It took a series of court decisions, two bottles of scotch and a whole lot of nail biting, but the statewide program to offer financing for home and business owners for energy efficiency projects is back on—with Santa Cruz-based Ecology action playing a key role in the landmark $33 million program.

Energy Upgrade California is a mega-partnership between groups that don’t always play nice: The California Public Utilities Commission, California Energy Commission, investor-owned utilities, publicly owned utilities, cities, counties and nonprofits. It will use federal stimulus funds to green up existing homes and buildings while also putting green into local economies. Homeowners will have access to rebates, incentives, money-saving energy improvements and participating contractors, who receive training and certification as part of the program.

It’s a complex web of governmental agencies, energy projects, contractors and financing. And Ecology Action’s right in the middle of it.

“There’s an economic benefit associated with these types of programs,” says Colin Clark, Ecology Action’s climate group program manager. “The rule of thumb: for every dollar spent doing energy-efficient projects, $6.70 goes back to the local economy. There’s a huge economic stimulus.”

Ecology Action is one of three subcontractors involved in the program. It’s tasked with administering the $33 million grant and providing on-the-ground support: technical assistance and outreach to participating property owners, contractors, city/county employees, training tools to community colleges and Workforce Investment Boards. (All of this means one immediate benefit to the local economy: Ecology Action’s currently hiring some 30 to 40 new employees, in Santa Cruz and in other counties, to work on the project.)

The other two subcontractors are both Bay Area-based. Renewable Funding is responsible for developing the web portal that will connect consumers to rebates, contractors, low-interest loans and the like. Renewable Funding is also partnering with the state Treasurer’s office to administer the financing piece of the program. The third partner, MIG, will provide the marketing and education components for Energy Upgrade California.

It almost didn’t happen. In March, the Western Riverside Council of Governments—which had failed to secure any funding under CaliforniaFIRST, a precursor to Energy Upgrade California—sued to halt the program that had just rejected its application. A judge sided with the SoCal governments and told the California Energy Commission to come back with a new program.

Then, in early June, Fannie Mae and Freddie Mac shot down the Property Assessed Clean Energy, or PACE, program, which would have allowed homeowners to pay for solar panels through special assessment districts. Responding to the judge and to the feds, the energy commission announced a new program, Energy Upgrade California, designed to facilitate the installation and financing of energy efficiency projects by homeowners throughout California.

Again, the Western Riverside Council of Governments asked the court to stop the program (conspiracy theorists blame Tea Party candidates hoping to woo voters in the Nov. 2 election) and a Riverside Superior Court judge blocked the CEC from launching the efficiency program. This all happened in late October, just days before the Oct. 21 deadline to use the $33 million in federal stimulus funding—or lose it.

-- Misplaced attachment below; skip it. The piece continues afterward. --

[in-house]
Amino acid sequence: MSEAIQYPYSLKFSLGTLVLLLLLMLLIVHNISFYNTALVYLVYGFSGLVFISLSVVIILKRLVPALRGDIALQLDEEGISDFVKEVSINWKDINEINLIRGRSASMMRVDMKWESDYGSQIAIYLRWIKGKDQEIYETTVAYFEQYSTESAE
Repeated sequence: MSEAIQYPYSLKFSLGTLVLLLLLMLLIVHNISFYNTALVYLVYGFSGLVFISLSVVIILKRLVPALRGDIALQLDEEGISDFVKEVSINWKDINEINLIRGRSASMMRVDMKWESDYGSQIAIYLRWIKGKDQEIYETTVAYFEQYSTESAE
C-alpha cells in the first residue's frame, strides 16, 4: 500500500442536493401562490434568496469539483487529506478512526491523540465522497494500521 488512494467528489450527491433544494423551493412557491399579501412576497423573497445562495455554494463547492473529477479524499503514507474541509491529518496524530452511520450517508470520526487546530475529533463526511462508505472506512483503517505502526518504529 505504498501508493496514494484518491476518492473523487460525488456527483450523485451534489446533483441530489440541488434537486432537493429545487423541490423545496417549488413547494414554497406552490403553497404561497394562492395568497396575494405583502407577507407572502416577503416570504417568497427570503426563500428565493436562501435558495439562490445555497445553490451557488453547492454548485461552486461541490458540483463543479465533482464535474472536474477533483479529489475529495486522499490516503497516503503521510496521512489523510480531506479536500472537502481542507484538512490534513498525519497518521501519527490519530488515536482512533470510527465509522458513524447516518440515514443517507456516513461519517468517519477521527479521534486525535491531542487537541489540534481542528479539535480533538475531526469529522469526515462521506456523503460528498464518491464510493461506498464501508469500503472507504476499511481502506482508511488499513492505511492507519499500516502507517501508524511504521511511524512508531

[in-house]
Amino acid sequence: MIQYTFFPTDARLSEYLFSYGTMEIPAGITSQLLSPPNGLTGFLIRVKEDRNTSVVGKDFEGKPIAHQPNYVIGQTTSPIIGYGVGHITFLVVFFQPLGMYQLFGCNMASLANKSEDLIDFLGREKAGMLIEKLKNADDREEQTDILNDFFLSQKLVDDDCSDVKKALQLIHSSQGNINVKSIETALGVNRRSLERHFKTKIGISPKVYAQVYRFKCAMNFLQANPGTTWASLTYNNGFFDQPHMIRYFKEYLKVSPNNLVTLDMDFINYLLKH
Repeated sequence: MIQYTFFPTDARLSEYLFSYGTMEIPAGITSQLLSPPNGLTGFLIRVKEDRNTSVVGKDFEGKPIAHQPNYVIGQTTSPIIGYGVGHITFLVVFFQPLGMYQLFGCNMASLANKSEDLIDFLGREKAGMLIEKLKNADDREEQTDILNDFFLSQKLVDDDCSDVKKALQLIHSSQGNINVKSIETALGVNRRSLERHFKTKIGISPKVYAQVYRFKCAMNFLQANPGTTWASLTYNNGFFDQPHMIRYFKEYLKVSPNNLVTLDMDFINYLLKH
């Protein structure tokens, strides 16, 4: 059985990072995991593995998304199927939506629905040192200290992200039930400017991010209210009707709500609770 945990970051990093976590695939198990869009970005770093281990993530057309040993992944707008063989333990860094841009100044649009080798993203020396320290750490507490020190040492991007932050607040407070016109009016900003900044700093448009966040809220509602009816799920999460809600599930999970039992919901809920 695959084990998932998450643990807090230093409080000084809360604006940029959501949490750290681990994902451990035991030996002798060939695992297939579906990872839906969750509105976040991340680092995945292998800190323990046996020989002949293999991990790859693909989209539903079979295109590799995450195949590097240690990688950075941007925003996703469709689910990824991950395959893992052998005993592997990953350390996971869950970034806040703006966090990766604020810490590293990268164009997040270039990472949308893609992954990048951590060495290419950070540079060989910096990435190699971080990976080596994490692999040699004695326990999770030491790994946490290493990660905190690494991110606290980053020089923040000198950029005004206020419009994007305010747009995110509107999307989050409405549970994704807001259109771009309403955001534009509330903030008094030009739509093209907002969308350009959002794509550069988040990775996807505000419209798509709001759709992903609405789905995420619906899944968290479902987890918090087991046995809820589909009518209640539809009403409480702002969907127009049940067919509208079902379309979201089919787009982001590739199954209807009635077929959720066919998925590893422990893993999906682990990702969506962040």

“How was I feeling?” muses Ecology Action Climate Group VP Margaret Bruce. “Well, there are two empty bottles of scotch in the office. I felt it was a coin toss. It could go either way. I really didn’t have any strong certainty that it was going to go in our favor, and I was not so convinced that the legal process was going to work in a timely manner.”

On Oct. 20, the California Court of Appeals Fourth District lifted the restraining order, allowing the energy commission to distribute the federal money.

The $33 million needs to be spent by the end of March 2012. However, all of the groups involved want to see the program continue beyond the end of the federal funding.
The action part of the plan begins in early 2011.
In January, the Energy Upgrade California website will provide a one-stop shop allowing homeowners to access energy efficient resources—like rebates from local water districts and power companies—and info on state and federal energy-efficiency programs, along with a database of contractors and financing options for making energy-saving upgrades. In a crucial development, certified contractors will be available to come assess all aspects of a home’s energy efficiency. It’s a holistic approach, Bruce says.

“When we take our cars to a mechanic, the mechanic doesn’t say, ‘I only look at windshield wipers,’” Bruce says. “He looks at the car as a whole system. We need to start looking at buildings as systems, not just the lighting, or the building shell, or insulation. Whole things work together much better as a system.”

They’ll count the project a success if it continues on April 1, 2012 without the federal funds.

“If the energy efficient market exists and is growing, then we’ve succeeded,” Clark says. “If it takes on a life of its own, then contractors can stay in jobs, folks can save money on their homes, kids can live in houses with less asbestos and no mold.” She adds another hope: “That in 2020, 9 million homes have been upgraded.”

“A million homes a year. That’s all we ask. And I want this program to be copied across the country.”

As goes California, according to the saying. It remains to be seen if the rest of the country will follow.

For more information visit the Energy Upgrade California site at

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